disturbed by the horrors of war, Freud spent much of his life trying to
develop a thesis that would provide a scientific explanation for the destructive
tendencies of man. In the latter part of his life he zeroed in on something
that he referred to as a death
instinct. In a 1933 letter to Albert Einstein he described it as
a result of a little speculation, we have come to suppose that this
instinct is at work in every living creature and is striving to bring it to
ruin and to reduce life to its original condition of inanimate matter. Thus
it quite seriously deserves to be called a death instinct.3
his Outline of Psychoanalysis (published
in 1940), Freud described it in similar terms:
may suppose that the final aim of the destructive instinct is to reduce
living things to an inorganic state. For this reason we call it the death instinct.4
it for a deficit of scientific clarity, or be it for a confusion of the
emerging new concepts of his time, among them relativity and so-called
“quantum indeterminacy,” or be it for some other reason, Freud
died before he could complete his thesis.
Given our knowledge of the cosmos today, Freud’s so-called death instinct can now be understood
in terms of the general tendency of matter and energy to move toward higher
probability equilibrium states. The word “death” may ring
ominous in human ears, but in the ontology of the cosmos EVERYTHING boils down
to the stabilization of energy.
the ontology of the cosmos, “stability” becomes a function of
change. A dynamic system that is alive and undergoing rapid change can be
said to be unstable. A static
system that is dead and beyond change can be said to be stable. Before the creation of the
temporal universe, there was no change and no instability. When God created the universe, He also created
temporal change and instability.
scientists say “universal entropy is always increasing,” they
imply that the universe as a whole is gradually winding down to a state of
rest and stability. And if the
entropy of the universe were to reach a maximum, the universe would reduce
down to pure undifferentiated energy—the end point of all energetic
striving. Unfortunately we would all be dead. So then what does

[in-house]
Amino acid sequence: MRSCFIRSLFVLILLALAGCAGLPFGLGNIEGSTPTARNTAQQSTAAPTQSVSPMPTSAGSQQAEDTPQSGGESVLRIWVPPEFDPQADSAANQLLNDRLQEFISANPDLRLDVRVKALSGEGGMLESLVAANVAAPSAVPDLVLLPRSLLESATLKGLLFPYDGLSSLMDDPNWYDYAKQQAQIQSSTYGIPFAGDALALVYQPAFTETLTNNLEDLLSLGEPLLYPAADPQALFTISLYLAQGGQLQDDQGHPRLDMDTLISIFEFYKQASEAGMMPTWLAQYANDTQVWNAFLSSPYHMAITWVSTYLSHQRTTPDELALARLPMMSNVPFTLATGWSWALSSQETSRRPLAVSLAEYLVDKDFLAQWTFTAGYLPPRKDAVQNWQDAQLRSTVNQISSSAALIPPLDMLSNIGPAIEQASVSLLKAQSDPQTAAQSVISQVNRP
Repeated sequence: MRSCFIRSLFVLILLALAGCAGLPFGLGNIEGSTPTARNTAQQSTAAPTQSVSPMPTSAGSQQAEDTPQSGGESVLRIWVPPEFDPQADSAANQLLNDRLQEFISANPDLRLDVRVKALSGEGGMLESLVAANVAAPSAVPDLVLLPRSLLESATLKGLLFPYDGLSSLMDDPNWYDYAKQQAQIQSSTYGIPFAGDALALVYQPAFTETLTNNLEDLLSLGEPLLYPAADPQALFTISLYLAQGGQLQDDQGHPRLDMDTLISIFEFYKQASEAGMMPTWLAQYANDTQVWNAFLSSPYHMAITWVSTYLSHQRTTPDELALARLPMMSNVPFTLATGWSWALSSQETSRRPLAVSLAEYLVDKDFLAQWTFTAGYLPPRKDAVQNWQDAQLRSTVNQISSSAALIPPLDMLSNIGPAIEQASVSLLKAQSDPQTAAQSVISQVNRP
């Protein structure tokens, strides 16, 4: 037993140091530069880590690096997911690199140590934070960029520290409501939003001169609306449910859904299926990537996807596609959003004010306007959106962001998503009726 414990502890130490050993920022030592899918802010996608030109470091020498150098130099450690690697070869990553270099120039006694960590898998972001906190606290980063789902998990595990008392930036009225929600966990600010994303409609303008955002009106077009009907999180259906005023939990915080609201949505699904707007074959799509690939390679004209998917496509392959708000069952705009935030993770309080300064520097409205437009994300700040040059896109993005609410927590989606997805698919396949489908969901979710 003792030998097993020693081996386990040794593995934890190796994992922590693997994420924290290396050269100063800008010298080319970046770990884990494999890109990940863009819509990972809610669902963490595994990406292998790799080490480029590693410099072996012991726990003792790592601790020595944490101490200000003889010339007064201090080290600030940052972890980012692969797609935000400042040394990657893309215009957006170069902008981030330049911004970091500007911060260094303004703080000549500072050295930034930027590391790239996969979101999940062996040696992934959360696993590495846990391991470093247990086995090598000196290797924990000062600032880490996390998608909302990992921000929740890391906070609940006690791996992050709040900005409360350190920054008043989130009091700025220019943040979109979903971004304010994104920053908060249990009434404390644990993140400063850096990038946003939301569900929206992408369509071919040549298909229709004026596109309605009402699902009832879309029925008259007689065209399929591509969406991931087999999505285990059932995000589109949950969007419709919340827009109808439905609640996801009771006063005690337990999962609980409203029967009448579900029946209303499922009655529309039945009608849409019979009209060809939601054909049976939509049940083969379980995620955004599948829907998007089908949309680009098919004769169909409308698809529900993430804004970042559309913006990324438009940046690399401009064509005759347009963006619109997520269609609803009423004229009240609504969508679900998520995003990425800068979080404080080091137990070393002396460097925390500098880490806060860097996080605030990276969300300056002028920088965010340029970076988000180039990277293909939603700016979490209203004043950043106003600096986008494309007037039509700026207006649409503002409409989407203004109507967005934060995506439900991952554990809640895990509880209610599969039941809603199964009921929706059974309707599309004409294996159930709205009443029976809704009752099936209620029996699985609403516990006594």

“death” have to do with “stability”? In the
ontology of man, nothing. In the ontology of the cosmos “death”
is another word for “maximum entropy,” “plenary
equilibrium” or “maximum stability.”
life depends on a myriad of mind-bogglingly complex micro-arrangements and
regulatory mechanisms working in perfect harmony and orchestration. Any
deficit, weak link, failure or compromise can throw the whole thing out of
kilter, short-circuiting health into disease, life into death, survival
into extinction. Human life is an extremely rare and low-probability phenomenon in the universe, requiring highly
ordered, highly strung, highly tensed, highly stressed, highly complex and highly unstable arrangements of
informational, material and energetic elements. The magnitude of the
complexity of a single living cell, the brief and tenuous nature of life
itself, the fine line that separates health from disease, and the rapid
rate at which flesh will decay after death, all testify to the instability of human life. From a
cosmic perspective, at least, human life represents a low-entropy,
low-probability unstable state of
the point of conception, human life embodies an enormously complex, rapidly
developing, highly strung, highly tensed, tightly-wound knot of instability; at the point of demise
(from miscarriage, from abortion, from privation, from violence, from
disease, from accident, from euthanasia or from old age), death embodies a